E-fuels are synthetic fuels that are produced exclusively using renewable energy. E-fuels allow CO2-neutral operation of internal combustion engines.
E-fuels are produced exclusively using renewable energy. First of all, hydrogen (H₂) is produced from water. An organic material is now required for a liquid fuel. The required CO₂ can be obtained as a raw material from industrial processes or from the ambient air using filters. The synthetic fuel is then obtained from the CO₂ and H₂: petrol, diesel, gas or kerosene. During combustion, only as much CO₂ is produced as was taken out of the environment during production. E-fuels allow CO₂-neutral operation of conventional internal combustion engines.
A further argument in favour of e-fuels is that the technology does not require any new filling infrastructure - the existing filling station network can be used.
From a technical perspective, it is already possible to produce e-fuels today. However, most countries lack sufficient renewable sources of energy and the capacities to produce e-fuels for a mass market. In addition, they are still very expensive. As larger production capacities are built up and the costs of generating renewable energy fall, e-fuels will definitely become more economical.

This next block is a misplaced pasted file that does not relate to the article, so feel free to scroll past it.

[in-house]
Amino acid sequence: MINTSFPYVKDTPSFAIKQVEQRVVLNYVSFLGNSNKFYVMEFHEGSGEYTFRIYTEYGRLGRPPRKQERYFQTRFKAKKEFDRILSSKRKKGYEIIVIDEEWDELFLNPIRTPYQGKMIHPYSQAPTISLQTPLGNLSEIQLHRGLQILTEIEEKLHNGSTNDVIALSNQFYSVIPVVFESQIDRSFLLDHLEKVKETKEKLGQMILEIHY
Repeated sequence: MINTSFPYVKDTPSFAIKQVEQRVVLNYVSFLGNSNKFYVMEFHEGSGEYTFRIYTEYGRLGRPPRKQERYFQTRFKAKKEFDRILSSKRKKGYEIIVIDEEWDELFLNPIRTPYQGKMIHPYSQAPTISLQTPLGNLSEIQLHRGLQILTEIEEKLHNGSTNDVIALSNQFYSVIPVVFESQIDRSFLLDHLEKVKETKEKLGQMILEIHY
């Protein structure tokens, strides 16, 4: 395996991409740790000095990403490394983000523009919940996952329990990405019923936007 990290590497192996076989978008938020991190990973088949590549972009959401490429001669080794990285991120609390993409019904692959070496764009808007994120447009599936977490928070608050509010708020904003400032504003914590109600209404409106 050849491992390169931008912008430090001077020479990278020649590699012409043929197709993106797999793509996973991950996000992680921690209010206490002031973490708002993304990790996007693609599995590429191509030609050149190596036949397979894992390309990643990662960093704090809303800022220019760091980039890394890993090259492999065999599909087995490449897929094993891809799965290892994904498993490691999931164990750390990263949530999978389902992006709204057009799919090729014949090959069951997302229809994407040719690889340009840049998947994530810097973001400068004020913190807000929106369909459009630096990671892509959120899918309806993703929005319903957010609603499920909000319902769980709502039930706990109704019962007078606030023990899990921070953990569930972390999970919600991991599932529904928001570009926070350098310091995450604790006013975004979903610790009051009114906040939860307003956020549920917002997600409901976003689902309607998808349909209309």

E-fuels are produced exclusively using renewable energy source such as solar or wind energy. The CO₂ used in production of e-fuels is also ideally taken from the ambient air. This results in a cycle: The CO₂ resulting from combustion of e-fuels can be recycled and used for production of new e-fuels. This allows the internal combustion engine to be made CO₂-neutral. As a result e-fuels can contribute to reducing CO₂ emissions from the current vehicle fleet, i.e. those vehicles that are already on the roads and are not climate-neutral.